Badly underexposed Provia: my fault or the photolab's?

dav305z

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I was really excited to find a shop near me that processed E6 and took them a roll of Provia 100 I'd shot. The slides and scans came back very dark and underexposed. Like this:

$Jagsmall.jpg

I shot most of the roll in daylight, going by an external light meter (app on my phone) and the sunny 16 rule—1/125 shutter speed, f16. I have shot Provia before and certainly got usable results. Now, it is entirely within the realm of possibility that I simply messed something up. I'm a novice and I realize slide film has a rather narrow range. I also presume that in case of doubt, the photolab will blame the photographer (understandably, since they can't be expected to pay for every amateur mistake).

My question is thus whether there's anything about this picture that definitively speaks to photo lab error. If not, is there anything I'm doing that's clearly wrong?
 

cgw

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I was really excited to find a shop near me that processed E6 and took them a roll of Provia 100 I'd shot. The slides and scans came back very dark and underexposed. Like this:

View attachment 53703

I shot most of the roll in daylight, going by an external light meter (app on my phone) and the sunny 16 rule—1/125 shutter speed, f16. I have shot Provia before and certainly got usable results. Now, it is entirely within the realm of possibility that I simply messed something up. I'm a novice and I realize slide film has a rather narrow range. I also presume that in case of doubt, the photolab will blame the photographer (understandably, since they can't be expected to pay for every amateur mistake).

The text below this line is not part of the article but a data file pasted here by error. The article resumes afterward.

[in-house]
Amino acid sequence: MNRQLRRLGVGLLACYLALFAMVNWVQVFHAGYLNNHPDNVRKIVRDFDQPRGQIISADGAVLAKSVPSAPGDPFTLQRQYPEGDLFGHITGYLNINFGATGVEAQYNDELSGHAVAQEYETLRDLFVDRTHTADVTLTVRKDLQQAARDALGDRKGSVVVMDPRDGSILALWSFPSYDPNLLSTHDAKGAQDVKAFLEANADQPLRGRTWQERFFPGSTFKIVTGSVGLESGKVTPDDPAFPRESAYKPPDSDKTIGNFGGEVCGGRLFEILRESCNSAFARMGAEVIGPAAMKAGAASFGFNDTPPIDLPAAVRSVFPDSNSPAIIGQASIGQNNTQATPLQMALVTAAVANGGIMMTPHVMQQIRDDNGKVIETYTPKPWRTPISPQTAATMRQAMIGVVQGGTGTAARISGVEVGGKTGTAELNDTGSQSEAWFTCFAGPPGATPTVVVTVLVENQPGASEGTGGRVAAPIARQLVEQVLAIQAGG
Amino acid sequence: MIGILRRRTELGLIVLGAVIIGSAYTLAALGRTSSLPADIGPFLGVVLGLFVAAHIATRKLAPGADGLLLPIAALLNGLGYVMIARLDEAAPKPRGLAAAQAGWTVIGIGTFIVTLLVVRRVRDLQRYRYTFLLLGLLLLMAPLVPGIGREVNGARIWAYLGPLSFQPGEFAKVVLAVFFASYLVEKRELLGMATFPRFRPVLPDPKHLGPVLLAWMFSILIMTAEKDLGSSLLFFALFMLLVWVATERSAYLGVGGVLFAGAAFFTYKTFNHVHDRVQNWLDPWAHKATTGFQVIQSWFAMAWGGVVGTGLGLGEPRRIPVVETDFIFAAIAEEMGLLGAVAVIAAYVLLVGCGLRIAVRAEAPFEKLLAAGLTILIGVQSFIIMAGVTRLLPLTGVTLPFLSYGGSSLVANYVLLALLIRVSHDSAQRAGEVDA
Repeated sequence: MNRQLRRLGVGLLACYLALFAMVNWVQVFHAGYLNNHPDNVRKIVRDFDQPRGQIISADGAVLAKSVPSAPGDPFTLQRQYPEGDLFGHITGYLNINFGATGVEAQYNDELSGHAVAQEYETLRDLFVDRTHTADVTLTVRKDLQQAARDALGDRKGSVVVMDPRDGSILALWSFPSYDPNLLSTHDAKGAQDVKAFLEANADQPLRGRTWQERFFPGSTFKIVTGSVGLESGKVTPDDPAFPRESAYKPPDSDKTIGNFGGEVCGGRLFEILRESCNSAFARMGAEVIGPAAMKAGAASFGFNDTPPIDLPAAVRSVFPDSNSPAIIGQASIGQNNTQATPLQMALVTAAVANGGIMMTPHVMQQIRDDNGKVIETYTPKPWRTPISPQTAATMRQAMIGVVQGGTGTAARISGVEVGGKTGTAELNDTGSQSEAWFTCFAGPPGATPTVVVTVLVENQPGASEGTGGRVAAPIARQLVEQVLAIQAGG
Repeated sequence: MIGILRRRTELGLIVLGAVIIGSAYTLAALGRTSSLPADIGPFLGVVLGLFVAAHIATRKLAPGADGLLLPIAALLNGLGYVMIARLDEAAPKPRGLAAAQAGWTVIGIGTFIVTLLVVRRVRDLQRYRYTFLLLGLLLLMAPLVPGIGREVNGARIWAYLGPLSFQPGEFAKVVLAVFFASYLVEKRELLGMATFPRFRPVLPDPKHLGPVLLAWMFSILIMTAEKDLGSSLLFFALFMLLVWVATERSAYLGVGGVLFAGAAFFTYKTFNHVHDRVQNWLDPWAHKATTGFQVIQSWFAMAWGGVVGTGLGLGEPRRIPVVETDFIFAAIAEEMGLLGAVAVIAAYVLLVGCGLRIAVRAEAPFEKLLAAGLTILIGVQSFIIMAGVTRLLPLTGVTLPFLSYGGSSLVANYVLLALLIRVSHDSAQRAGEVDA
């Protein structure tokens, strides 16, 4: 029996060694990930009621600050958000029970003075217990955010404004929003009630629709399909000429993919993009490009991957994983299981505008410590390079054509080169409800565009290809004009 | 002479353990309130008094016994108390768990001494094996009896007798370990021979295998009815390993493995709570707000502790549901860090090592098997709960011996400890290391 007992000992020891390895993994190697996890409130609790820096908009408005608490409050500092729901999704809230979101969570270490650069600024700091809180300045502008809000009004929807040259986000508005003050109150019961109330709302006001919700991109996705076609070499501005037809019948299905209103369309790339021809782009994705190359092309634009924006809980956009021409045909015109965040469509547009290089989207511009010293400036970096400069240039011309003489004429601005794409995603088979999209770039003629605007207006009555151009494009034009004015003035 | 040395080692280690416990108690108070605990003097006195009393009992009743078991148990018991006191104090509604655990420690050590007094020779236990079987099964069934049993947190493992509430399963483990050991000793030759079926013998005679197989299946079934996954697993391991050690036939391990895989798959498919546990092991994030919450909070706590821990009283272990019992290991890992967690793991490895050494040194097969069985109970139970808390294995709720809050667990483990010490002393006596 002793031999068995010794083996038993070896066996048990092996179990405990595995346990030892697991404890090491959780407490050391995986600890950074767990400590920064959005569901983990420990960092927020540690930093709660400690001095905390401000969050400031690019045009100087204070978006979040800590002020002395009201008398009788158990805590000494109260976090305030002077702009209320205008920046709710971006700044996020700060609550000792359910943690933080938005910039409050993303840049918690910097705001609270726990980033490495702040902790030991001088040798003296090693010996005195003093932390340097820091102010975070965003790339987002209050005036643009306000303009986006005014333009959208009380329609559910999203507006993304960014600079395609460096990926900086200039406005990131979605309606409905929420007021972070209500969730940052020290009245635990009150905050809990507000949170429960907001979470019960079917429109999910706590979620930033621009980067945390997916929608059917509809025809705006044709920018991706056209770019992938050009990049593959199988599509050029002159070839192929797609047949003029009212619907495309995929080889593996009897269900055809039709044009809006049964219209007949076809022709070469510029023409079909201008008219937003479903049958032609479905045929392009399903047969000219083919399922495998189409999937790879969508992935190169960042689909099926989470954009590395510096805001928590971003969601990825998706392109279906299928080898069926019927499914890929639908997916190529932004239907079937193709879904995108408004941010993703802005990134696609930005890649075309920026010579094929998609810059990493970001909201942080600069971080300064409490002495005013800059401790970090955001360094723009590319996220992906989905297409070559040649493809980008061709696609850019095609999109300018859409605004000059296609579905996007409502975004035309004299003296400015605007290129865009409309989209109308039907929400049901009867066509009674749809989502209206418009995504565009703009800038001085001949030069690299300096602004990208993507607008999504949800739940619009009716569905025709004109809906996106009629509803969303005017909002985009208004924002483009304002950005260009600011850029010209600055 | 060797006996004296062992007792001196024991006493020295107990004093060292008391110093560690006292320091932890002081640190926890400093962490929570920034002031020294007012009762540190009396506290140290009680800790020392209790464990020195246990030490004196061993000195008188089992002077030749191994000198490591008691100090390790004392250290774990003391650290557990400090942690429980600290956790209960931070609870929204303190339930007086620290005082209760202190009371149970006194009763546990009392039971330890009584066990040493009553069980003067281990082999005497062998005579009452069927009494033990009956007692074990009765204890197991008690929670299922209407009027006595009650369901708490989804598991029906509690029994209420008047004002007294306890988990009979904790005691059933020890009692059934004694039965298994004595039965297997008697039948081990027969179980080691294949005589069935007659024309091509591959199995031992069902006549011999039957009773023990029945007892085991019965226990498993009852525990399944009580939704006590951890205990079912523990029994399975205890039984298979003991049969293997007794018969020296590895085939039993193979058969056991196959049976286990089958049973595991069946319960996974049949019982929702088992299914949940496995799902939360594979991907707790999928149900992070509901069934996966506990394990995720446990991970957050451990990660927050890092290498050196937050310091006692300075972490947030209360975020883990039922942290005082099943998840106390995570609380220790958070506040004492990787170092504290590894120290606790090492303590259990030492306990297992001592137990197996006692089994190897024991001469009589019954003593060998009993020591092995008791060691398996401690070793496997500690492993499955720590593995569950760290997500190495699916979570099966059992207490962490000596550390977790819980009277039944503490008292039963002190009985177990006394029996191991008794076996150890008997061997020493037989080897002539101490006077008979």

My question is thus whether there's anything about this picture that definitively speaks to photo lab error. If not, is there anything I'm doing that's clearly wrong?

For starters, how much E6 processing volume does your lab do? What do they use to scan slides/negs?
 
OP
D

dav305z

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For starters, how much E6 processing volume does your lab do? What do they use to scan slides/negs?

Truth is, I don't know the answers to those questions. I do know that the scans accurately represent the slides in terms of exposure—first thing I did after seeing the scans was to put the slides in a lightbox.
 

Light Guru

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I shot most of the roll in daylight, going by an external light meter (app on my phone) and the sunny 16 rule

I don't think it's the lab. Slide film does not have much if any latitude in exposure like negative film does. If your exposure is not spot on its really going to show. I would not trust a phone app or the sunny 16 suggestion to give you spot on exposure.
 

gsgary

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You need to be more precise with your exposure with slide, ive not shot much because i love B+W but i use spot metering, this is a scan of Agfa precisa slide film on my Epson V500 (budget friendly) maybe worth looking at getting your own scanner if you are going to shoot lots of film